Wednesday, May 16, 2018
From the shops and stores located in the Historic Downtown District in Herndon to those in the nearby shopping centers, Herndon offers opportunities for both big national chains and small independent retailers.
Yet, how do the Little Boxes compete with the mega-retailers, what's it like to own and operate a small local store, and what do privately held businesses want the public and local governments to know?
The Connection reached out to four locally owned small businesses in Herndon, their owners and a president of the board. Businesses included the nonprofit organization, The Closet of the Greater Herndon Area, Inc. located at 845 Station Street, Herndon; Great Harvest Company, Herndon Bakery at 785 Station Street, Herndon owned by Ken Marter; Rejuvenations Massage Therapy, 150 Elden St, Suite 150, Herndon owned by Rick Morgan, LMT, NCBTMB Provider; and The Music Loft, LLC, owned by Laura Readyoff.
The small business owners and the president of the board answered following six questions:
Why did you decide to open your business in this location?
What has been your most difficult or challenging struggle in owning this small business and how did you overcome it?
What do you want people to know about you as a person and/or about your small business?
Give one word or sentence to describe operating your business.
What can local government do to help your business thrive?
Is there anything else you would like included?
Ken Marter, co-owner of Great Harvest Company, Herndon Bakery at 785 Station Street, Herndon:"I was actually talking with Great Harvest about opening up a store in D.C, but when the opportunity came about to buy the Great Harvest Companies here in Herndon, Ashburn and Vienna it made much more sense since we had moved to Herndon back in 2012. I took over Aug. 1, 2016.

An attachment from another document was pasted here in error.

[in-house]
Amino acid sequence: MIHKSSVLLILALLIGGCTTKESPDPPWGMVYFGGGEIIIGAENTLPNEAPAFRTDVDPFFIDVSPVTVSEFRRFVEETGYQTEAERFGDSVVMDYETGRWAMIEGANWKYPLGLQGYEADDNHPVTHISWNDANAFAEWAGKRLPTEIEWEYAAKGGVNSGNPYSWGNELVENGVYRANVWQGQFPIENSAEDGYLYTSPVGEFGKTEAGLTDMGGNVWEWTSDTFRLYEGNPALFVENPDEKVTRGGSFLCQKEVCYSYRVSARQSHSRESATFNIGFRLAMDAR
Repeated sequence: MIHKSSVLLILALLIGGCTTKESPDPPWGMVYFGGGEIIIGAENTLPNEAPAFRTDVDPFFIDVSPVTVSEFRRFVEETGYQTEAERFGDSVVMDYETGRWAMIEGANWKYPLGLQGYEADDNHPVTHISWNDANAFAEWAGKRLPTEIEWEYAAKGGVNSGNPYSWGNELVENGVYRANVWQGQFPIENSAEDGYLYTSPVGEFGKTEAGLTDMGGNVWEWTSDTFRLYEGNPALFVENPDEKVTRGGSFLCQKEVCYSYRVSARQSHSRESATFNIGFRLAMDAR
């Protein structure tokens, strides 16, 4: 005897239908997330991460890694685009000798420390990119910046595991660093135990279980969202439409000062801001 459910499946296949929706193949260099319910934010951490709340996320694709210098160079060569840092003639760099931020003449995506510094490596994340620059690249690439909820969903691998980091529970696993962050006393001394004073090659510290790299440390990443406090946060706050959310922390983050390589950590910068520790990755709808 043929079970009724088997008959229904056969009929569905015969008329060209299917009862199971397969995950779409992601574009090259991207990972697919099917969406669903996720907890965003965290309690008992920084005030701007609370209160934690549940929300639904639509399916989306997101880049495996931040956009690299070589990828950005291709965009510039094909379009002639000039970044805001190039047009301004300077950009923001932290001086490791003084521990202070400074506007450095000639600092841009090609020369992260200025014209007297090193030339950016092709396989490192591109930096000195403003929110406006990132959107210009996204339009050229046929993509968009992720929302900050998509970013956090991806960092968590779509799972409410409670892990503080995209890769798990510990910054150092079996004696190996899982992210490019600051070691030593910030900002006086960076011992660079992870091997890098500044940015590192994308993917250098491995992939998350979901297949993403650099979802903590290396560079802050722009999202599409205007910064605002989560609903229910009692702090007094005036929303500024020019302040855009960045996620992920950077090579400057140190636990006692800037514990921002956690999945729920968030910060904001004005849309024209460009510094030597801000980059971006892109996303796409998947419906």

The most difficult challenge is finding the right people to come and work at the bakery. We are not a large chain that can pay higher salaries; we need to find those who really want to work for a small business even if the pay may be a little less than they could make at a large chain operation."
"People should know that I love what I do and that while we have to make a profit, we give back to the community in many ways by supporting the local schools, races, charity auctions, fundraising events and many many other not-for-profit organizations. Owning a small business has many challenges that you must overcome, long hours and not seeing friends and family as much as you would like.
"Local government can plan for smart growth. They must make sure that the infrastructure is in place so that people can access our businesses without too much difficulty, and remember that if it is too difficult to find parking or traffic is too jammed, the small businesses will lose out to the bigger stores that have large surface or garage parking."
Laura Readyoff, owner of The Music Loft, LLC at 1141 Elden Street # 212, Herndon: “I live in Greater Herndon, and I had previous music students who would be happy to make the small commute to my current location near the downtown area. I love Herndon.
“The location and signage for The Music Loft are hidden from Elden Street, the main thoroughfare through the town. To combat the lack of visibility and the low number of walk-ins, our teachers got involved in bringing programming to the residents and children of the community.
“I genuinely care about music education for all children. My husband and my four children have always been supportive of the business even when times were tough. They stood by me and lent encouragement. I can describe owning my business in one word: joyous.
"I would like to see local governments continue to support all areas of the arts including arts education. I would love to have the opportunity to put signage for The Music Loft, LLC on Elden Street, so people know where the business is located. For as much as small businesses bring to the community, I think governments should consider tax breaks or incentives to help small business thrive.